I'm planning a project where I'd like to control an RC car with Arduino and an Esp8266 module.

A software running on a computer would read the input from an USB analog controller and send the data to the Esp8266 module through the wifi network, and the Arduino would read this data and send signal to the ports accordingly.

What I'd like to know is: would ping/delay be an issue? Considering a dedicated wifi network for this, so the only devices connected to it would be the computer and the Esp8266 module.

I need to know what is the average response time of the Esp8266 module before I buy it, because if it is too high I'll think of something else since for this project I'd need a reasonably high response time.

  • we can't say what your "average response time" will be, because it depends on your physical environment and how many other wifi devices you are surrounded by that are on (or close to) the channel you choose. My opinion is, as you are only using the ESP as a serial-to-wifi bridge, there are better devices you can attach to an arduino for radio communication - although this would make the (sending) computer side more complicated Jun 22, 2016 at 23:07

3 Answers 3


I'm pretty sure it can be made to work.
I have a home server with several devices attached to it, including 2 ESP8266 modules - one at home and one in my office. All devices connect using permanent TCP connection and respond to my custom "ping" requests over that connection. Typical round-trip response times are bellow 50ms and often bellow 10ms. There are occasional "hickups" of 100+ms, but they are rare and could be a result many factors. Note that these 2 ESPs are programmed in Lua, which is not optimal efficiency - I was just lazy and the tasks they do are simple enough to not matter.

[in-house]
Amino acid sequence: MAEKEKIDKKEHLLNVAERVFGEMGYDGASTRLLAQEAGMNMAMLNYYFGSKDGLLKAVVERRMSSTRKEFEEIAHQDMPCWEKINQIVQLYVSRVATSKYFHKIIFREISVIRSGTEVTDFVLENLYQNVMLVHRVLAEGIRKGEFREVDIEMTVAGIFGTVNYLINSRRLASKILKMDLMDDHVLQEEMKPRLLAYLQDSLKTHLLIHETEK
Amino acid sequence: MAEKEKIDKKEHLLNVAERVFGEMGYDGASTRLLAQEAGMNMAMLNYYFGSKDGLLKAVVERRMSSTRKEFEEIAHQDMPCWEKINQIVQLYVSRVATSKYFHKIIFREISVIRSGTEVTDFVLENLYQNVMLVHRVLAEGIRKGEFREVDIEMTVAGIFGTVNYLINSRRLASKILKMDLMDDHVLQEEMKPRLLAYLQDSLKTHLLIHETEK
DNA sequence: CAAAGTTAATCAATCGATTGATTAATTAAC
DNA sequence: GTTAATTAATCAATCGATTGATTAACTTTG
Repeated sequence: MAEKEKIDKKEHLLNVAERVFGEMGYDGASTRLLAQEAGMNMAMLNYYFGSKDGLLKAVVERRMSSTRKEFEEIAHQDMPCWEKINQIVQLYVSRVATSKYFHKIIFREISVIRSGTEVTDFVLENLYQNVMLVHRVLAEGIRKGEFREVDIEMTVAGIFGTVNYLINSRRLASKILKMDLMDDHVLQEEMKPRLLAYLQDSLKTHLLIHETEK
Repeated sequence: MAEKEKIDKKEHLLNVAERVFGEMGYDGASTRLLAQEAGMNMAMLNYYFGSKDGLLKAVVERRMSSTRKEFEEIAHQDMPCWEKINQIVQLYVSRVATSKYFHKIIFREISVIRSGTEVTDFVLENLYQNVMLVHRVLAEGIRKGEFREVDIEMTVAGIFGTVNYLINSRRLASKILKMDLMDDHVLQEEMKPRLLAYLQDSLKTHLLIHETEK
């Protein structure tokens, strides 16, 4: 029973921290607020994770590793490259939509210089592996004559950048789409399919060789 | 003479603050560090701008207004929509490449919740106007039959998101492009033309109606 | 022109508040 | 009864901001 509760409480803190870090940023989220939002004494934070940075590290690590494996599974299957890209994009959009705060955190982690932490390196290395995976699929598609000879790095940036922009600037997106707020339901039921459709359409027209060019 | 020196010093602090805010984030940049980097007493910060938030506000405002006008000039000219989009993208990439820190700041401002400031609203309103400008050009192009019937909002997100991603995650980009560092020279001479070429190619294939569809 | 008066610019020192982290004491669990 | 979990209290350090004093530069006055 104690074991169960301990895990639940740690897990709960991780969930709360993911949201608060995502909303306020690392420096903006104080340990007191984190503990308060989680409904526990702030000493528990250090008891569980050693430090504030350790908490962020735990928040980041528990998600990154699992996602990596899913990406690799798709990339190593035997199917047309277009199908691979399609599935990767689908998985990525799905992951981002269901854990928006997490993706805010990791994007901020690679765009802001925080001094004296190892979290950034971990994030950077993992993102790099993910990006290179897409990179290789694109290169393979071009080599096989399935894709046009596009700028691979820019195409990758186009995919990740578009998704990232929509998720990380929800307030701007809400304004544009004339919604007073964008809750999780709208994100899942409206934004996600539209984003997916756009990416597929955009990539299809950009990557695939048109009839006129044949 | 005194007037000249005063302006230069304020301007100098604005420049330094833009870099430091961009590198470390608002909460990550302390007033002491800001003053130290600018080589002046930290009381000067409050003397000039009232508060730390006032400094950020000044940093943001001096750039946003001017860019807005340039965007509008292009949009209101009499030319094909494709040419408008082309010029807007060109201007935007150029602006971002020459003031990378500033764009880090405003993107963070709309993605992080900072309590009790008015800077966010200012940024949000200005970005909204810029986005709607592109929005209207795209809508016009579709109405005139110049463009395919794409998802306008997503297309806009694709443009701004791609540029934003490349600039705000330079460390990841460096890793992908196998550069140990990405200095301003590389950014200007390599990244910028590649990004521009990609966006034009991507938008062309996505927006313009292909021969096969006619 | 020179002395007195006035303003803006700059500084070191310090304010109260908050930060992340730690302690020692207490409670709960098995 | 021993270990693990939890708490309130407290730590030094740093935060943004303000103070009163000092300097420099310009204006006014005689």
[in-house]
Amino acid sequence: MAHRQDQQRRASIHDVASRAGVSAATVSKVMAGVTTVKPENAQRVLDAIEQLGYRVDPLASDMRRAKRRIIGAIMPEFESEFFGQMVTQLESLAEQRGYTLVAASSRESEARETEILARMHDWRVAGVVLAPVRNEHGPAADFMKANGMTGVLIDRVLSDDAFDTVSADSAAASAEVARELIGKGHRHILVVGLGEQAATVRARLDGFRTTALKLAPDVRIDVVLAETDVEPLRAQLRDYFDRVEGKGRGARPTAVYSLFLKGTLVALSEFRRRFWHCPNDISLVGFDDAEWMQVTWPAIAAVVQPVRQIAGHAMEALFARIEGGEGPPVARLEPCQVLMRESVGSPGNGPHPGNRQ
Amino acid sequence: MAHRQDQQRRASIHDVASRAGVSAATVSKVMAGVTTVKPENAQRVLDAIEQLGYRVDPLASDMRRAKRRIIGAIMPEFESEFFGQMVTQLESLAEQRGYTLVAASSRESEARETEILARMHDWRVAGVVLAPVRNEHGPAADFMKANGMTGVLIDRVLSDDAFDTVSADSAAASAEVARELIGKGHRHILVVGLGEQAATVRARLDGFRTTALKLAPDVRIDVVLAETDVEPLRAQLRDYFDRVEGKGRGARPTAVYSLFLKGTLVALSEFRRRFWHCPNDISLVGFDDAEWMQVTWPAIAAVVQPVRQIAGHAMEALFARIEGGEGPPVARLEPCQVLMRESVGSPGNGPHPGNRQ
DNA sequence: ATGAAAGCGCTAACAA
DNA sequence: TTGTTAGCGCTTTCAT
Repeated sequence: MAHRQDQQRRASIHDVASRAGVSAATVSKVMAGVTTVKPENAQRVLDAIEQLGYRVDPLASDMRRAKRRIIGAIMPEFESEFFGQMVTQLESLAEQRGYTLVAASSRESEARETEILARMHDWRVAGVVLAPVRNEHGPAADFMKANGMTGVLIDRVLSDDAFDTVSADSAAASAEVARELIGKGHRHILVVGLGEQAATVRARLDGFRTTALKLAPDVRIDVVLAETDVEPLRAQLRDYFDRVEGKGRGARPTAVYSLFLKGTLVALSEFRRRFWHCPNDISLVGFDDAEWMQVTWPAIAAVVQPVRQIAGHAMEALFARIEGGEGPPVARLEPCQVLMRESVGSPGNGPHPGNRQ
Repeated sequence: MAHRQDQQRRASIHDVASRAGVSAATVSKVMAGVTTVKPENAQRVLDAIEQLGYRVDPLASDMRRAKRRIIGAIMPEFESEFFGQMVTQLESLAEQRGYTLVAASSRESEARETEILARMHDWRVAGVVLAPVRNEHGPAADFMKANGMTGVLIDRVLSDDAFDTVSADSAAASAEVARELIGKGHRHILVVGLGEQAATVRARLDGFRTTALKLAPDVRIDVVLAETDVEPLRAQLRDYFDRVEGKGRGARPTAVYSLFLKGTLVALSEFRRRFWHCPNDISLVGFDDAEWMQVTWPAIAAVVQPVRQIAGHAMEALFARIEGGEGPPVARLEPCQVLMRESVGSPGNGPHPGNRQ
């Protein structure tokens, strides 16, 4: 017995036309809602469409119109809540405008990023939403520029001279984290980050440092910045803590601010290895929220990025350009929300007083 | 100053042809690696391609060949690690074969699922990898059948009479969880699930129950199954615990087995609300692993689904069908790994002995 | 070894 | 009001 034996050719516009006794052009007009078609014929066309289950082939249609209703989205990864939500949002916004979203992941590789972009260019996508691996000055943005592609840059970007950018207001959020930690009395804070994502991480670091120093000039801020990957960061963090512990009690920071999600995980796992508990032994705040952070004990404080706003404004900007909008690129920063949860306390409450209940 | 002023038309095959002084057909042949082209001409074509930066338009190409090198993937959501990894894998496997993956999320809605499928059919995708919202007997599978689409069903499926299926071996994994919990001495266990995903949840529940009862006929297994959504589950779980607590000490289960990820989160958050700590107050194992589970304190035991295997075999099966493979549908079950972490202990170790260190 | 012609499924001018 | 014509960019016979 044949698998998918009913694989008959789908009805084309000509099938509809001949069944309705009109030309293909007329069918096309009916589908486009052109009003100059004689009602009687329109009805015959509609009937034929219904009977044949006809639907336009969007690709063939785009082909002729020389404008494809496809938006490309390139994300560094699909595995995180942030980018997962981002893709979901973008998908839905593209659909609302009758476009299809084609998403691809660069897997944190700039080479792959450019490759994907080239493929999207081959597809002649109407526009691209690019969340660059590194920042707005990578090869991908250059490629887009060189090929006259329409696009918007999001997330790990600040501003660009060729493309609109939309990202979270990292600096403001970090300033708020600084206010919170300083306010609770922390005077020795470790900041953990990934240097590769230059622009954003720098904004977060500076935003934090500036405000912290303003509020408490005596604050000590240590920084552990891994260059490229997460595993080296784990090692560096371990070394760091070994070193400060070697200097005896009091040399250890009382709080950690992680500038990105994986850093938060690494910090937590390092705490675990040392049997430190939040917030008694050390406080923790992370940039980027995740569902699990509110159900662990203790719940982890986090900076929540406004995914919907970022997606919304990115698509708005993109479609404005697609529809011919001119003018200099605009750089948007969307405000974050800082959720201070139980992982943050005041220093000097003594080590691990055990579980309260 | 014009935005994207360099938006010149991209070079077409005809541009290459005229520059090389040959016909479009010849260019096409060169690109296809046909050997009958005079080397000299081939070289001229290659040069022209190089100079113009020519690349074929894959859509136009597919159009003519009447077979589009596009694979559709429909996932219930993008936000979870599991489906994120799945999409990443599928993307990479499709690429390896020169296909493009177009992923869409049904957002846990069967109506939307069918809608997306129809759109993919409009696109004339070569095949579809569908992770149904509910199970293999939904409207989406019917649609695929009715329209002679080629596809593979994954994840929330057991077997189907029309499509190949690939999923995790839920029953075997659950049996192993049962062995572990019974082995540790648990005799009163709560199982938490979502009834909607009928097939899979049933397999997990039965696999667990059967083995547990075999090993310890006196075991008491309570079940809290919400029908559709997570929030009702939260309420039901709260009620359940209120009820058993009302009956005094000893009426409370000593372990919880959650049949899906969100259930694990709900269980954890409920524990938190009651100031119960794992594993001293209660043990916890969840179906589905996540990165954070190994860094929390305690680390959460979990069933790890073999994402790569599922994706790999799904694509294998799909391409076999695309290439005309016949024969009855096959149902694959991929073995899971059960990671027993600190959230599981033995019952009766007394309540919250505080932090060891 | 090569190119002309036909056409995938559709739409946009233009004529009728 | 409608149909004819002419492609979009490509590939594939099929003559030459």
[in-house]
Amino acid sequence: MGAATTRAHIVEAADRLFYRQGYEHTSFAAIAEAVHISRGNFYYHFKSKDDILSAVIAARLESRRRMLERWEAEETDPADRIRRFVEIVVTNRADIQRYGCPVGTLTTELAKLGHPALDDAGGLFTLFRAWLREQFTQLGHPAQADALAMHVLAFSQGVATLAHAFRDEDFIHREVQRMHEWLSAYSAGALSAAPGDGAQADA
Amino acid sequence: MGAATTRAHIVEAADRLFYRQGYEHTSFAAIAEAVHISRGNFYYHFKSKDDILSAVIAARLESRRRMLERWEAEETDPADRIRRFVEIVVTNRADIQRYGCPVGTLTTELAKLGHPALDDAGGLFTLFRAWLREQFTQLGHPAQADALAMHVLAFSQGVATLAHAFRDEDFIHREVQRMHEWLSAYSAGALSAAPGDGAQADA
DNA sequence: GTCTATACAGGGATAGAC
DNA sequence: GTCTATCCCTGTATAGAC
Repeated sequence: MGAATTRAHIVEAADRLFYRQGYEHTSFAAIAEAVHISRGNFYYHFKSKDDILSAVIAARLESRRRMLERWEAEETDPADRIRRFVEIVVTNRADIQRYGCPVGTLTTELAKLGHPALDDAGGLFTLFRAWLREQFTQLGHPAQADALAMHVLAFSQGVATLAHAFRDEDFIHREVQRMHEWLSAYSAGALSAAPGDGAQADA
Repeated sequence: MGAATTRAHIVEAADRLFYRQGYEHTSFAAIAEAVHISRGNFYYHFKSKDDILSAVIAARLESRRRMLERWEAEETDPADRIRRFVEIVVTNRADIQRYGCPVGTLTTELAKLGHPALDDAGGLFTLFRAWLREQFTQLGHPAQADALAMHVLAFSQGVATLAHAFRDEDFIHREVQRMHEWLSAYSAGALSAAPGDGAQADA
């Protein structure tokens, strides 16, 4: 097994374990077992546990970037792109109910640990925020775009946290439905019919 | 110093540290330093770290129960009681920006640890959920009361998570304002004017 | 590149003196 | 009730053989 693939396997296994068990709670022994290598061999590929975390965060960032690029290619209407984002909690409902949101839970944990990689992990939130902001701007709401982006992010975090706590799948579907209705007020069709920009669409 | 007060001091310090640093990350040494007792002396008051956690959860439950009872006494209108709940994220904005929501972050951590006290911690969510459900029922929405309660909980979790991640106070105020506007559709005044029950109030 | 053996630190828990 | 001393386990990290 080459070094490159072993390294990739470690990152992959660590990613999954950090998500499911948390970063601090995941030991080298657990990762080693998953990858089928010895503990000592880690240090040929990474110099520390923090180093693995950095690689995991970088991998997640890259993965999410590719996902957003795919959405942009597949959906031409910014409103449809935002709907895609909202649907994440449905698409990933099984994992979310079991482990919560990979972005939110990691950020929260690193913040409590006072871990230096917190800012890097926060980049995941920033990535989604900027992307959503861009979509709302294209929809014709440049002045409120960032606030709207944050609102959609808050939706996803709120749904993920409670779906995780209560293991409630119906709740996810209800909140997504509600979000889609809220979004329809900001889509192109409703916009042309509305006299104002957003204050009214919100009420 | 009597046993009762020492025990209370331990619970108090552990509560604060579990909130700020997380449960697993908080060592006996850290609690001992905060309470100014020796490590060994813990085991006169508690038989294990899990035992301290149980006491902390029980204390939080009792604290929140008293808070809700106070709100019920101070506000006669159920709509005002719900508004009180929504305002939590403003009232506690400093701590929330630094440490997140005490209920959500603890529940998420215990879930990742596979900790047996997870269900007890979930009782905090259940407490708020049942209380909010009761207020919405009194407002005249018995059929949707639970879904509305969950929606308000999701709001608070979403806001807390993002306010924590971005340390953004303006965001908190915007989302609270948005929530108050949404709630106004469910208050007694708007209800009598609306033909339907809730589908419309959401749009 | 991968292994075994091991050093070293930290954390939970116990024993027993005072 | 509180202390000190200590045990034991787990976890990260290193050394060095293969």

Most probably if you start an HTTP server on the ESP and bombard it with HTTP requests every time you move the joystick it would be horribly laggy. But with a plain old TCP connection or even a consistent flow of UDP packets I'm pretty sure you will get good results.
Also, I would ditch the Arduino and use only the ESP - you should have no problem controlling two motors (most probably via motor driver board or chip) and perhaps a servo from the ESP directly. This would eliminate the additional lag of serial communication and parsing the serial data. It would also reduce the cost and size of the project.
Having that said, other solutions, like bluetooth or even RF modules should also work, but you asked whether the ESP can do it - and my answer is yes.

  • It was a bit tricky since both answers were stating two different things. I'm going to accept yours because the TCP connection hint was a big help. My module is coming this week, so I'm finally going to be able to test it out. Unfortunately bluetooth is out of the question, since I need analog input for the speed control, and bluetooth analog controllers are quite pricey.
    – Gus
    Jul 17, 2016 at 23:43

I think response time would be a big problem. I used the ESP8266 with a temperature and humidity sensor, complete with a small web server on the ESP8266, and it works fine. But I wouldn't want to control an RC car with it. But if you buy it on ebay from China, it is only a few dollars, so buy one anyway.

Use Bluetooth, either a couple of HC-05 modules, or the Bluetooth Low Energy HM-10 modules. Both can communicate at 115200 baud. The HM-10 modules may be a bit tricky, because some Chinese sellers put a stripped down version of firmware on the module, and forces you to search online how to flash a usable firmware version.


If you use websocket it will have a really good response time.

It is a test about it: https://www.youtube.com/watch?v=8ISbmQTbjDI

I use it for a quadcopter controller.

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